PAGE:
Today is National Tea Day so I was privileged to be asked to review the Book Practical Herbs 1 written by herbalist Henriette Kress. There are so many beneficial and healing herbal recipes that I had to read the book twice over to decide which ones to make. Seeing as though I am especially partial to freshly made teas I decided to go with a rose petal tea. A lot of Henriette’s recipes are very simple to make with as little as two or three ingredients. She goes into great depth starting with the basics for picking and drying herbs, instructions even the beginner herbalist will be able to follow. She gives great insight into harvesting and processing your own herbs as well as inspiring yet simple recipes for making and using herbal teas, herbal oils and salves, tinctures, vinegars and syrups. She outlines different uses for each as well as the do’s and dont’s.
The book is very easily laid out and all her instructions are very easy to follow. I found the three different ways in making tea from boiling water to cold infusions very helpful. I always used to over brew my tea and this is my most successful petal tea to date. If you over brew it the tea can taste bitter so after a simple 10 minutes you have the most perfect tea.
When I think of spring I think of the smell of sweet flowers so rose petal tea was an ideal choice, with a couple of variations. Rose petals are mood enhancing and calming with it’s perfume taste as well as being good for the stomach. Rose petals can be used in teas, pictures, syrups, elixirs, honeys as well as a lovely flower essence to add aroma to your house. Henriette also mentions rose petal use for menstrual irritability. A simple cup of rose tea or rose bath can help no end!
You can make this tea with fresh or dried Rose petals. However when using fresh petals, they must come from the plants free of pesticides. So please don’t use petals from a florist as these are usually sprayed with pesticides and fertilisers. When buying from a garden centre please check that they haven’t sprayed the roses as some garden centres use them to enhance growth. The best way is to plant them yourself and use the petals when flowering. I recommend making this tea with fresh petals as it enhances the flavour. Even though I dry my own fresh petals it still gives the rose petal tea a more natural fresh flavour then bought ones.
To dry the petals I use my dehydrator. If, like me, you like natural dried fruits and petals then a dehydrator is invaluable. When drying fruits to add to your granola you know there is no added sugar and the fruits taste true to the fruity taste. And the same with petals. You can taste the fragrance in the tea compared to bought dried petals and the satisfaction you get from drinking the petals you have grown and dried yourself makes it all worthwhile.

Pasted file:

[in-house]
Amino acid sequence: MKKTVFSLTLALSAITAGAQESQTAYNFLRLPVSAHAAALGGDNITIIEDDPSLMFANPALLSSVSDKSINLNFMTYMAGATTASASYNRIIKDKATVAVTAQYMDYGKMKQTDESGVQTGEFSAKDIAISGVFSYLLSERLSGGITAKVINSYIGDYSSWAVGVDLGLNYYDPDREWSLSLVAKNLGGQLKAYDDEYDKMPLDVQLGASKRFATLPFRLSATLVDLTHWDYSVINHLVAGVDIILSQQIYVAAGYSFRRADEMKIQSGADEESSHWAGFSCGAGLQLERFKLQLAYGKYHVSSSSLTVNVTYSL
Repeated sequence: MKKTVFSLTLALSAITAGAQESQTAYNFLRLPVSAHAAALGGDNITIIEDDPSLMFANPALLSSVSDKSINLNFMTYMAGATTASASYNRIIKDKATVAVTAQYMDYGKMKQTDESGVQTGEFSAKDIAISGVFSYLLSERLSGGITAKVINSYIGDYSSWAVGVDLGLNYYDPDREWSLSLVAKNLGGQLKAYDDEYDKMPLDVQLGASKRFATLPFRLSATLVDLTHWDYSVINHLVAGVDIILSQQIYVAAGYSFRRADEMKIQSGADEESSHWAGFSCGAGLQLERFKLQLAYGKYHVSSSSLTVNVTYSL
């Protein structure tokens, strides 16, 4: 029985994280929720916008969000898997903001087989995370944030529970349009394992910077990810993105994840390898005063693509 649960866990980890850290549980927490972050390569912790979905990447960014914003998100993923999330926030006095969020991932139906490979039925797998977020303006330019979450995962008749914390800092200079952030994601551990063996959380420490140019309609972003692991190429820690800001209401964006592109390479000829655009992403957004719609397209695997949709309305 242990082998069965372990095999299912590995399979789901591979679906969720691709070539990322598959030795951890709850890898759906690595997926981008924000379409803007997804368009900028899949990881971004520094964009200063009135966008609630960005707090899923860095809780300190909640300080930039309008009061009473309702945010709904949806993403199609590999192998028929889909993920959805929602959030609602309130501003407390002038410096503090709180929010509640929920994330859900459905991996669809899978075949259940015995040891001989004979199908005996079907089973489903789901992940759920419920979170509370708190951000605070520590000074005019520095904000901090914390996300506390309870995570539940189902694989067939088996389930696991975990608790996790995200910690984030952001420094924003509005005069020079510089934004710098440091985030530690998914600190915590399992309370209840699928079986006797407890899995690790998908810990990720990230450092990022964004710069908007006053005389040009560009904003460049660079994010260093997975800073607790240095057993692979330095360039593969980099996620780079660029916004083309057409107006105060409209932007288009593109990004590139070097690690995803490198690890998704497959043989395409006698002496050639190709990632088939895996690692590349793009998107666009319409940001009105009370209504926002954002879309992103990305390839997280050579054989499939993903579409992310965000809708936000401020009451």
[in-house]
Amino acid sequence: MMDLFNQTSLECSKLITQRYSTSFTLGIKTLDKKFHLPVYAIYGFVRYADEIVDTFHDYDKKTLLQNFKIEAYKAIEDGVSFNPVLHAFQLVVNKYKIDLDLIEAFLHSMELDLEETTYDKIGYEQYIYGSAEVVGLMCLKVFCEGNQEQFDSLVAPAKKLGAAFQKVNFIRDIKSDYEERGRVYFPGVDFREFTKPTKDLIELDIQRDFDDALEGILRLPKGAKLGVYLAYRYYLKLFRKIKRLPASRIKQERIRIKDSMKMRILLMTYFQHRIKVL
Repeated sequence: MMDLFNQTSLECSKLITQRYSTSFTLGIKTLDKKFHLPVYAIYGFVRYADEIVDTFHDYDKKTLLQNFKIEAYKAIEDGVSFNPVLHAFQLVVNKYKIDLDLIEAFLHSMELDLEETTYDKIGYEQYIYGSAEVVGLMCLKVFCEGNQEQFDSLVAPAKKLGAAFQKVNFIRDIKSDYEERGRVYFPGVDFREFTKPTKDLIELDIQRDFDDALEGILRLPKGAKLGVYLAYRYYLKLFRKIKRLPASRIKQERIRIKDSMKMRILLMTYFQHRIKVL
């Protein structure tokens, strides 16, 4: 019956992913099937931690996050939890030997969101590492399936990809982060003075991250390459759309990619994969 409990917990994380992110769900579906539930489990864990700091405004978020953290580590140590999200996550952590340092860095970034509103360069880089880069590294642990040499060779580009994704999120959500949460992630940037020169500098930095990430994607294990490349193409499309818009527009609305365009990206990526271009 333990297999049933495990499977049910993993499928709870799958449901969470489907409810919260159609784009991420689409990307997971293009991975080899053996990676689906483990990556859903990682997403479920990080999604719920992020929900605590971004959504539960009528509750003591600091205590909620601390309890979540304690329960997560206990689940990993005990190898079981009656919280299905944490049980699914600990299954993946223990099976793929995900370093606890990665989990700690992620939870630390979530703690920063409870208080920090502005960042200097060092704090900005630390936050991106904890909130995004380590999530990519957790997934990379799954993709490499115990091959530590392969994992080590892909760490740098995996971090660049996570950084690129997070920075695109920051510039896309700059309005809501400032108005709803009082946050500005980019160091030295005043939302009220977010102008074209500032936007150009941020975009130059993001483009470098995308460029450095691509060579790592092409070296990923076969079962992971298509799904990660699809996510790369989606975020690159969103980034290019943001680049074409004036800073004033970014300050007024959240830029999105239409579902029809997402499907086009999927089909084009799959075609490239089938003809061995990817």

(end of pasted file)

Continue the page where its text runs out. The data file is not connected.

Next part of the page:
Henriette goes into great detail the different ways of drying herbs. You can flat dry the petals on racks at 40ºC over a number of days or place them in your drying cabinet to speed up the drying process. You can also dry them in the oven at 50ºC for 2-4 hours, however with an older oven the petals may burn so this is not ideal for older ovens. But to me the quickest and simplest way is a dehydrator set to low.
When making the tea crush the petals to release the perfume. Add to your cup or teapot and leave to infuse in boiling water for no more than 10 minutes. Then strain the liquid before drinking. I like to serve mine with some floating petals to add to the occasion. For a variation on rose petal tea add some crushed mint leaves to add some zing. Or for a more flowery version add some crushed hibiscus flowers.
Don’t throw away your remaining petals as there are several other great rose petal recipes in this book: rose petal vinegar, rose petal vodka (love the sound of that!) and rose honey paste. Then when your day is done, you can have a de-stressing rose petal bath. And, relax.
Rose Petal Tea
- 1 teaspoon dried rose petals or 2 teaspoons crushed fresh petals
- 1 cup/250ml boiling water
- If drying fresh petals, use heavily scented petals. Place in a dehydrator or oven at 50ºC for 3-4 hours until dry. Crush the petals and store in an airtight container until required.
- Pour boiling water over the petals and steep for 10 minutes.
- Strain the liquid into a teacup. Drink up to 3 cups per day.
Variations: For refreshing rose mint tea add ½ teaspoon dried mint. For hibiscus rose tea add ½ teaspoon dried crushed hibiscus flowers.